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Cavendish [née Freeman-Mitford], Deborah Vivien (Debo), Duchess of Devonshirefree

(1920–2014)
  • Richard Davenport-Hines

Deborah Cavendish (1920–2014), by Bassano Ltd, 1938

Cavendish [née Freeman-Mitford], Deborah Vivien (Debo), Duchess of Devonshire (1920–2014), chatelaine and author, was born on 31 March 1920 at 49 Victoria Road, Kensington, London, the seventh and youngest child of David Bertram Ogilvy Freeman-Mitford, second Baron Redesdale (1878–1958) and his wife Sydney, née Bowles (1880–1963). She had one brother, Tom (1909–1945), and five sisters—Nancy Freeman-Mitford (1904–1973), Pamela (1907–1994), Unity Valkyrie Freeman-Mitford (1914–1948), Diana [see Mosley, Diana (1910–2003)], and Jessica Lucy Freeman-Mitford (1917–1996)—who, with her, became famous as the Mitford Sisters. Nancy told her often that everyone in the family had cried when she was born, because she was not a boy; but she was probably her parents’ favourite daughter and the only one not to bring them heartache. Chickens, ponies, dogs, and goats were her early loves. She had one term at Oakdene School, in Beaconsfield, but was otherwise unencumbered by schooling. Dora Carrington described her at the age of sixteen as ‘marvellous’, ‘a great botanist’, and with irresistible ‘high spirits and charm’ (Garnett, 473). She had tea with Hitler in 1937, but was not impressed. In June that year she won £1000 in libel damages from the Daily Express after that newspaper confused her with her sister Jessica and reported that she had eloped with a lover to Spain.

On 19 April 1941, at the church of St Bartholomew the Great, Smithfield, Debo Mitford married Lord Andrew Robert Buxton Cavendish (1920–2004), younger son of the tenth duke of Devonshire. In November that year she gave birth to a premature son, Mark, who died five hours later. Another son, Victor, died of a brain haemorrhage seven hours after his birth in 1947 (his twin having been miscarried during the pregnancy). Her second daughter, Mary, died four hours after birth in 1953. A son, Peregrine (known as Stoker), born in 1944, and daughters Emma and Sophia (Sophy), born in 1943 and 1957, survived. Her husband became heir to the dukedom, and Marquess of Hartington, on the death of his elder brother in 1944. He succeeded as eleventh duke in 1950. For a time in the late 1940s, having accepted that her husband was an inveterate coureur des femmes, she felt an unsettling devotion to Antony Lambton, afterwards briefly earl of Durham.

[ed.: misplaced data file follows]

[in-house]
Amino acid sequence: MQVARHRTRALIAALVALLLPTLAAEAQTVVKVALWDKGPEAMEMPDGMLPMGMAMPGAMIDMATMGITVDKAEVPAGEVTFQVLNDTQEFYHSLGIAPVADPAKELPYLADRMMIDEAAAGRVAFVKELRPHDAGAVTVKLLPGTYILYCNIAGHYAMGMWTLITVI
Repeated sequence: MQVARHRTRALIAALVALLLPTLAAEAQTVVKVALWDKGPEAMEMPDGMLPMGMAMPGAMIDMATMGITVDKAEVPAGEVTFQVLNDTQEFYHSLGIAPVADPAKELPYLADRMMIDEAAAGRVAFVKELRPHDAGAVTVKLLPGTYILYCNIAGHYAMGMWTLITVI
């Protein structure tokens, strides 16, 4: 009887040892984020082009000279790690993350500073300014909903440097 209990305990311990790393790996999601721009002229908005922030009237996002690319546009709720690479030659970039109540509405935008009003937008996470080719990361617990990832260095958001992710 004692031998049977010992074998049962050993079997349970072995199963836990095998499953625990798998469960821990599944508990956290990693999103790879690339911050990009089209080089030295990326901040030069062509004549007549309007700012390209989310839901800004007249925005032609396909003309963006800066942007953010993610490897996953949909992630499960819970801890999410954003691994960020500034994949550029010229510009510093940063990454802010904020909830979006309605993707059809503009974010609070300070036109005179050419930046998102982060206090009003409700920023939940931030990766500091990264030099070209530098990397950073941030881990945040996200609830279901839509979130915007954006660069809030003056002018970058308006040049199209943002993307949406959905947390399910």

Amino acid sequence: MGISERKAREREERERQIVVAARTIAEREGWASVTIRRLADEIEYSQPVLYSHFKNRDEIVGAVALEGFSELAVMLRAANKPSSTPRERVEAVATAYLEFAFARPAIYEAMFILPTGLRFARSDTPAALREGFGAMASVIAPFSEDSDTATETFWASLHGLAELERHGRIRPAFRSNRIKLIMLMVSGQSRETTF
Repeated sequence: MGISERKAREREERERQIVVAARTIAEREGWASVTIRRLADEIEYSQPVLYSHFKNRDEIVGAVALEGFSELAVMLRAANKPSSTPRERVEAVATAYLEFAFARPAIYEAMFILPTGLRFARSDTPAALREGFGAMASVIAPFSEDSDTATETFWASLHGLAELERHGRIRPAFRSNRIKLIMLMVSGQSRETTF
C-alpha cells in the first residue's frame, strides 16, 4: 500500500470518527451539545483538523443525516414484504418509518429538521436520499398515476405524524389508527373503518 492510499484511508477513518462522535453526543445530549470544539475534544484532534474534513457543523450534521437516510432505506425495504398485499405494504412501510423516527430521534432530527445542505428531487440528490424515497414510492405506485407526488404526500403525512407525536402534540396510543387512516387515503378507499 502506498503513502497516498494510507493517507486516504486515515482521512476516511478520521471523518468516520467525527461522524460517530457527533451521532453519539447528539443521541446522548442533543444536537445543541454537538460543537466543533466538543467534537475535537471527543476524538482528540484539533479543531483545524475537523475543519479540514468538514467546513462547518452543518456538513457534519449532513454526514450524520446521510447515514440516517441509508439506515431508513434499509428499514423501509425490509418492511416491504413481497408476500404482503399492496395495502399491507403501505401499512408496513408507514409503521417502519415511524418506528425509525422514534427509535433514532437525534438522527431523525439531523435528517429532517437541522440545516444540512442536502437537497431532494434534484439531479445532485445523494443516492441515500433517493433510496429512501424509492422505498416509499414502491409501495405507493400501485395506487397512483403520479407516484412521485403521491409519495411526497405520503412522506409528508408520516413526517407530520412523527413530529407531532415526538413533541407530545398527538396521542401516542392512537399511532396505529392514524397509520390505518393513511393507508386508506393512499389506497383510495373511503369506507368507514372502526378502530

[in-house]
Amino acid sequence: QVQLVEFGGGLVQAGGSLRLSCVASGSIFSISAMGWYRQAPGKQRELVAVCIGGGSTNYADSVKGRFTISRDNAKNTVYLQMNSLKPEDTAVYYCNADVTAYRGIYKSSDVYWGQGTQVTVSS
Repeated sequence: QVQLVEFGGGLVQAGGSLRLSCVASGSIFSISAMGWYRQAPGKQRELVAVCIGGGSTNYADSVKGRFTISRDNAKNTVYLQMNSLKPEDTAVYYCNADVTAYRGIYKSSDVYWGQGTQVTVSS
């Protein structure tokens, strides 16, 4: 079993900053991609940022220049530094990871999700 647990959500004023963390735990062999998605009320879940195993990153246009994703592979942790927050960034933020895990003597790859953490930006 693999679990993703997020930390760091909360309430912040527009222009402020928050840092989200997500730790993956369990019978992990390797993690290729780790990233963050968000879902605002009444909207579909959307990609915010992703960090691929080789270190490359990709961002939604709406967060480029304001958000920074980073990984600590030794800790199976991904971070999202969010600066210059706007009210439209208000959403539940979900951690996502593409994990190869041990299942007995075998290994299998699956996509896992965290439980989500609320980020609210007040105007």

Andrew and Debo Devonshire lived at Edensor in Derbyshire from 1946 until 1959, when they returned to occupy Chatsworth. She showed fine judgement in refurbishing and vivifying the vast house after a long vacancy. Thereafter the Devonshires marked family or historical events, such as their heir’s coming-of-age in 1965 or the tercentenary of the creation of the dukedom in 1994, by celebrations of bewitching elegance and splendour. Pageants, dances, feasts, fireworks, waterworks, tumblers, sword-swallowers, and players of obsolete instruments delighted their guests in scenes that were likened to the Field of the Cloth of Gold.

The duchess also had charge of Lismore Castle, overlooking the Blackwater river in county Waterford, which had been built by King John, inhabited by Sir Walter Raleigh, and plumbed by Andrew Devonshire’s Hollywood aunt Adele Astaire, Fred’s old sister. After visiting Lismore in 1956, Patrick Leigh Fermor described its chatelaine: ‘funny, touching, ravishing and enslaving … with … a wonderful and disarming unguardedness in conversation, and an intuitive knack … for people’s moods’ (Mosley, In Tearing Haste, 9).

With the exception of John F. Kennedy, whose sister had married Andrew Devonshire’s brother, and of ‘Uncle HaroldMacmillan, who had married Andrew Devonshire’s aunt, Debo Devonshire did not pretend to like or understand ambitious politicians. Although she claimed to be barely literate, she developed a taste for the company of literary intellectuals and artists. Bruce Chatwin, Tom Stoppard, Alan Bennett, Evelyn Waugh, and John Betjeman indicate the range of her friendships. After her husband bought control of Heywood Hill’s bookshop in Curzon Street, London, she showed glorious zest as hostess of the annual award celebrations at Chatsworth of the Heywood Hill literary prize (1995–2004). Pietro Annigoni painted her portrait in 1954, and she is the sitter in Lucian Freud’s ‘Portrait of a woman in a white shirt’ (1957).